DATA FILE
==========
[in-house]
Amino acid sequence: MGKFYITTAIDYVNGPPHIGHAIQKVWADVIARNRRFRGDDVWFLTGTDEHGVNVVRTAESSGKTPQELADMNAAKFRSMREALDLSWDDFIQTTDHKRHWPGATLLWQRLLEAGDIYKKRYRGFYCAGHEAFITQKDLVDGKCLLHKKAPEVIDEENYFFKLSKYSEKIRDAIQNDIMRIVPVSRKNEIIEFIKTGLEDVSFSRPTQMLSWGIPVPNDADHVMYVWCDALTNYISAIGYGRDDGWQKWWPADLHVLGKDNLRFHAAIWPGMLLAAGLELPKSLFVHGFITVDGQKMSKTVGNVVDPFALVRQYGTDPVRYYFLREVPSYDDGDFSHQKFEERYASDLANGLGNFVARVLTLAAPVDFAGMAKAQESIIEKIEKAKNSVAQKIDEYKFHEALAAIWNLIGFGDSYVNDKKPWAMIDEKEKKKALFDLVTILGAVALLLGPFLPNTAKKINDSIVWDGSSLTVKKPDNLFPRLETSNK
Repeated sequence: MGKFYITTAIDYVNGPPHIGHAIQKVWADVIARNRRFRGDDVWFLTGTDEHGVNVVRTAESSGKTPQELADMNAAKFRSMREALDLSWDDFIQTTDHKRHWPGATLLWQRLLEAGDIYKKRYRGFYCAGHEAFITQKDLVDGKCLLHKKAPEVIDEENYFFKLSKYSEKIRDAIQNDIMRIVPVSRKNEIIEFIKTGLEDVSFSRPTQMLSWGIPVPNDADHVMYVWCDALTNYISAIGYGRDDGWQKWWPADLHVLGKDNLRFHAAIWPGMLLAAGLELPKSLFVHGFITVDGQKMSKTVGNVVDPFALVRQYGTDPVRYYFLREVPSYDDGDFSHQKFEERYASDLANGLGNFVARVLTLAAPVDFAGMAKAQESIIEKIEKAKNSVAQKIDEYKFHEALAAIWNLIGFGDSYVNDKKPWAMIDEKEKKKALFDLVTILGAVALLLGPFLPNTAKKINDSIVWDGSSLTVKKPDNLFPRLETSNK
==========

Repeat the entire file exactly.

[in-house]
Amino acid sequence: MGKFYITTAIDYVNGPPHIGHAIQKVWADVIARNRRFRGDDVWFLTGTDEHGVNVVRTAESSGKTPQELADMNAAKFRSMREALDLSWDDFIQTTDHKRHWPGATLLWQRLLEAGDIYKKRYRGFYCAGHEAFITQKDLVDGKCLLHKKAPEVIDEENYFFKLSKYSEKIRDAIQNDIMRIVPVSRKNEIIEFIKTGLEDVSFSRPTQMLSWGIPVPNDADHVMYVWCDALTNYISAIGYGRDDGWQKWWPADLHVLGKDNLRFHAAIWPGMLLAAGLELPKSLFVHGFITVDGQKMSKTVGNVVDPFALVRQYGTDPVRYYFLREVPSYDDGDFSHQKFEERYASDLANGLGNFVARVLTLAAPVDFAGMAKAQESIIEKIEKAKNSVAQKIDEYKFHEALAAIWNLIGFGDSYVNDKKPWAMIDEKEKKKALFDLVTILGAVALLLGPFLPNTAKKINDSIVWDGSSLTVKKPDNLFPRLETSNK
Repeated sequence: MGKFYITTAIDYVNGPPHIGHAIQKVWADVIARNRRFRGDDVWFLTGTDEHGVNVVRTAESSGKTPQELADMNAAKFRSMREALDLSWDDFIQTTDHKRHWPGATLLWQRLLEAGDIYKKRYRGFYCAGHEAFITQKDLVDGKCLLHKKAPEVIDEENYFFKLSKYSEKIRDAIQNDIMRIVPVSRKNEIIEFIKTGLEDVSFSRPTQMLSWGIPVPNDADHVMYVWCDALTNYISAIGYGRDDGWQKWWPADLHVLGKDNLRFHAAIWPGMLLAAGLELPKSLFVHGFITVDGQKMSKTVGNVVDPFALVRQYGTDPVRYYFLREVPSYDDGDFSHQKFEERYASDLANGLGNFVARVLTLAAPVDFAGMAKAQESIIEKIEKAKNSVAQKIDEYKFHEALAAIWNLIGFGDSYVNDKKPWAMIDEKEKKKALFDLVTILGAVALLLGPFLPNTAKKINDSIVWDGSSLTVKKPDNLFPRLETSNK